All of Austria’s political parties, except the far-right Freedom Party (FPÖ) which opposes vaccination, voted in favour of the move, decided by the health select committee following a heated debate on Thursday.
The new regulation also confirmed that vaccinations against Covid-19 will continue to be free for residents until at least June 30th 2022, extending this by six months.
Booster doses will also be covered by the state, and will be recommended to all residents from six months after their second dose, something which is already the case for people aged over 65 and members of risk groups.
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Social insurance providers will be required to send a letter to people who by November 1st have not received a vaccine, except for children under 12. The letter will inform people of the higher risk to unvaccinated people of serious illness from Covid-19, and remind them of the possibility to get vaccinated free of charge.
FPÖ parliamentarian Rosa Ecker argued that the letter was an imposition on the autonomy of the health insurance providers.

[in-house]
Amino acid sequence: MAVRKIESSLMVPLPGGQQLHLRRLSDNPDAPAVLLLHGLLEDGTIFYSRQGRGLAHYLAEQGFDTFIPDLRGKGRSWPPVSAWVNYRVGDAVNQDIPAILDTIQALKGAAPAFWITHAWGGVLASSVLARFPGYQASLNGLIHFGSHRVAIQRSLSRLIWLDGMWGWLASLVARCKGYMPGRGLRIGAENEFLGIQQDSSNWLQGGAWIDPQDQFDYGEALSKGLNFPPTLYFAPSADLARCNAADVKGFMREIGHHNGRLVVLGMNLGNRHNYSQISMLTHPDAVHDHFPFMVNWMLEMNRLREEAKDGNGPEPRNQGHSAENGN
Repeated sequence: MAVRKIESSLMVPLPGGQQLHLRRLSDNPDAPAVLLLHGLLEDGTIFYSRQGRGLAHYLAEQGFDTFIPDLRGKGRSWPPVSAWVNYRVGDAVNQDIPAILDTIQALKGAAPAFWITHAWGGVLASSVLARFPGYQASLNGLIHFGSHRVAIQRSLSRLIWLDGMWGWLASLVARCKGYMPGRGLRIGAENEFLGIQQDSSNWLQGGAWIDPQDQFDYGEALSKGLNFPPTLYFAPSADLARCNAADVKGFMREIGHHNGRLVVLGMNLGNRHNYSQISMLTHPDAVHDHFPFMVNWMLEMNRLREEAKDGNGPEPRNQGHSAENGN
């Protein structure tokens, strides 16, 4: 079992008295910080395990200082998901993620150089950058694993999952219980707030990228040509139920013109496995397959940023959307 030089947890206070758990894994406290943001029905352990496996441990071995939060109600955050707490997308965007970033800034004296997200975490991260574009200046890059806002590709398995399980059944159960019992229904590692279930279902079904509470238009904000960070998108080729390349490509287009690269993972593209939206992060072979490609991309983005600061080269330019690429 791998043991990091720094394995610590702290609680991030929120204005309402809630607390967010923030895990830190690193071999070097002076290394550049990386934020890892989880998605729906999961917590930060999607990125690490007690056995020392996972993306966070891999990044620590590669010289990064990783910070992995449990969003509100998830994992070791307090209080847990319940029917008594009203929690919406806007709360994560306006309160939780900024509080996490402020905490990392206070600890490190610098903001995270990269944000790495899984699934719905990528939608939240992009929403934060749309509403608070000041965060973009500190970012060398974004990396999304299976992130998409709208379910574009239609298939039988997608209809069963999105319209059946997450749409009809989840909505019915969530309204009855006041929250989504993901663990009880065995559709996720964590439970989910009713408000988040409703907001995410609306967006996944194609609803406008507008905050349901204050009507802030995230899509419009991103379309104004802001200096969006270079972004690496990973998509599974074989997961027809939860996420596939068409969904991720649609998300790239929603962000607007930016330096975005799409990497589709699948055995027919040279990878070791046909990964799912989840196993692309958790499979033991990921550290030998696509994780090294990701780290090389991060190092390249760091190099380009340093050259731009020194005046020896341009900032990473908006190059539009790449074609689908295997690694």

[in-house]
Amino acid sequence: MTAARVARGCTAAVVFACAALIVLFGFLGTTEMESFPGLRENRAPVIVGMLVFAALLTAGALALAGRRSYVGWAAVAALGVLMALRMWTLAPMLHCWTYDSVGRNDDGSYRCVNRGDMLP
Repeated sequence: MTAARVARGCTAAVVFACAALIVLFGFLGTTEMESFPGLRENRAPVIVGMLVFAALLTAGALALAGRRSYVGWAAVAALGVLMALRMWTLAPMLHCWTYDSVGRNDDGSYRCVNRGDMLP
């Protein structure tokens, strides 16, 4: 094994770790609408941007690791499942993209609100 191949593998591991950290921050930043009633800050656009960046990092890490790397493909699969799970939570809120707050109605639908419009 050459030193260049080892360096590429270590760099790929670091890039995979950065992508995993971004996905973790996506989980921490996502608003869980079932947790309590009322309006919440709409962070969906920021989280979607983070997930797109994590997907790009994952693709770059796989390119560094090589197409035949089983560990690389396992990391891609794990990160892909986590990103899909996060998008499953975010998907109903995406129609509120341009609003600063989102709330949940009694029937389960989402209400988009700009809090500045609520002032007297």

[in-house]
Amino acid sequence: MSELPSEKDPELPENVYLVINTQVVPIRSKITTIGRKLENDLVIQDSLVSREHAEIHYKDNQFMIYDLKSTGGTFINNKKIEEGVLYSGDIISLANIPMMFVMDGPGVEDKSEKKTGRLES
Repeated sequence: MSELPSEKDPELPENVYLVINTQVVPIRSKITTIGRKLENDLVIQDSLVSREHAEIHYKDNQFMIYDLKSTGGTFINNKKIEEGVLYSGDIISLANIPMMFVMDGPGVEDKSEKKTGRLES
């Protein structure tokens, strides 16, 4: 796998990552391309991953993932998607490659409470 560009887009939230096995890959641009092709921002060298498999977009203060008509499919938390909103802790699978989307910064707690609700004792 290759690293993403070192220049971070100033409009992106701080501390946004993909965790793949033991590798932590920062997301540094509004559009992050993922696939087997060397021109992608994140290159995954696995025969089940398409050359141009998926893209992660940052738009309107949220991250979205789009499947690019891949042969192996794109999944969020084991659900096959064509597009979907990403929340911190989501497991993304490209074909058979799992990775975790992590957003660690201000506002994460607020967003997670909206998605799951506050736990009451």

Less than 66 percent of Austria’s total population had received at least one vaccine dose by October 29th. Although some people are not recommended the vaccine due to their age (if under 12) or medical reasons, that still means slightly more than a quarter of the eligible vaccination has not had the jab.
Data from the Austrian Agency for Health and Food Safety, which compiles coronavirus statistics, shows that 90 percent of symptomatic cases of Covid-19 in Austria occur in unvaccinated people.
A report from Austria’s Health Ministry shows that the cost of Covid testing (€187.67 million) has been higher than the cost of the vaccination programme (€167.94 million).
In the select committee, Health Minister Wolfgang Mückstein rebutted requests from the FPÖ to consider alternative medicines in the fight against the virus, including drugs which have led to poisoning in the USA.
The other opposition parties, the centre-left SPÖ and the centrist NEOS called on the FPÖ not to let scientific disinformation weaken legitimate criticism of the government, while the Green Party argued that some of the success of the Nordic countries in their Covid measures can be attributed to how governments and opposition parties have worked together to share a common message to the population.